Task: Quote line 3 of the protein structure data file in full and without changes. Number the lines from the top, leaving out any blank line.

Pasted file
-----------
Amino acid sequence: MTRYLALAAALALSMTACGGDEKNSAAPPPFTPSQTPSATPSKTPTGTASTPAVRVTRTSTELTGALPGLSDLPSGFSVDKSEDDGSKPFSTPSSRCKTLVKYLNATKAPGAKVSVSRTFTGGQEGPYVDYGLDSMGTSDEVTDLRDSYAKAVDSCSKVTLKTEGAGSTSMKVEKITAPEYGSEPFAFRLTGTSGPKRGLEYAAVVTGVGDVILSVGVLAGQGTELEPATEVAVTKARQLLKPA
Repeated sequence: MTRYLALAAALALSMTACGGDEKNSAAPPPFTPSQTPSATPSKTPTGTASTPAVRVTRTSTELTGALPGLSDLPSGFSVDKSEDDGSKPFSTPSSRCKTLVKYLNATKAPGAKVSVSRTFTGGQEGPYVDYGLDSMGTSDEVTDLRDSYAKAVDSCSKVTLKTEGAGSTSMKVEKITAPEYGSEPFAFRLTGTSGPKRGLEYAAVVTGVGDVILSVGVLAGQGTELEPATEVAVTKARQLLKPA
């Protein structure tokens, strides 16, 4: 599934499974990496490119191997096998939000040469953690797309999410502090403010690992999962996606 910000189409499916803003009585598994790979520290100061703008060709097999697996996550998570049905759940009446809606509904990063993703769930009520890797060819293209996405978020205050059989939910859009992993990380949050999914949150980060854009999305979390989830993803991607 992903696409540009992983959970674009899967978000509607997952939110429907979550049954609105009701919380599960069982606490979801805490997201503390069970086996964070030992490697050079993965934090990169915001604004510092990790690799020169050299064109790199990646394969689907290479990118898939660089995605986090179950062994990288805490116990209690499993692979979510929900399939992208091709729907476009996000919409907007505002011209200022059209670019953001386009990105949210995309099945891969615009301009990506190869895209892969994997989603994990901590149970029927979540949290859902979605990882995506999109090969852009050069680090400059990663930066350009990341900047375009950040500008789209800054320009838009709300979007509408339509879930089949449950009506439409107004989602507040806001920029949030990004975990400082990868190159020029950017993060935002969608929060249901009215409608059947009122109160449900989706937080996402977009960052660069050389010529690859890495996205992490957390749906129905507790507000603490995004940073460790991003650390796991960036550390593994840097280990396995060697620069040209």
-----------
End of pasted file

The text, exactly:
């Protein structure tokens, strides 16, 4: 599934499974990496490119191997096998939000040469953690797309999410502090403010690992999962996606 910000189409499916803003009585598994790979520290100061703008060709097999697996996550998570049905759940009446809606509904990063993703769930009520890797060819293209996405978020205050059989939910859009992993990380949050999914949150980060854009999305979390989830993803991607 992903696409540009992983959970674009899967978000509607997952939110429907979550049954609105009701919380599960069982606490979801805490997201503390069970086996964070030992490697050079993965934090990169915001604004510092990790690799020169050299064109790199990646394969689907290479990118898939660089995605986090179950062994990288805490116990209690499993692979979510929900399939992208091709729907476009996000919409907007505002011209200022059209670019953001386009990105949210995309099945891969615009301009990506190869895209892969994997989603994990901590149970029927979540949290859902979605990882995506999109090969852009050069680090400059990663930066350009990341900047375009950040500008789209800054320009838009709300979007509408339509879930089949449950009506439409107004989602507040806001920029949030990004975990400082990868190159020029950017993060935002969608929060249901009215409608059947009122109160449900989706937080996402977009960052660069050389010529690859890495996205992490957390749906129905507790507000603490995004940073460790991003650390796991960036550390593994840097280990396995060697620069040209």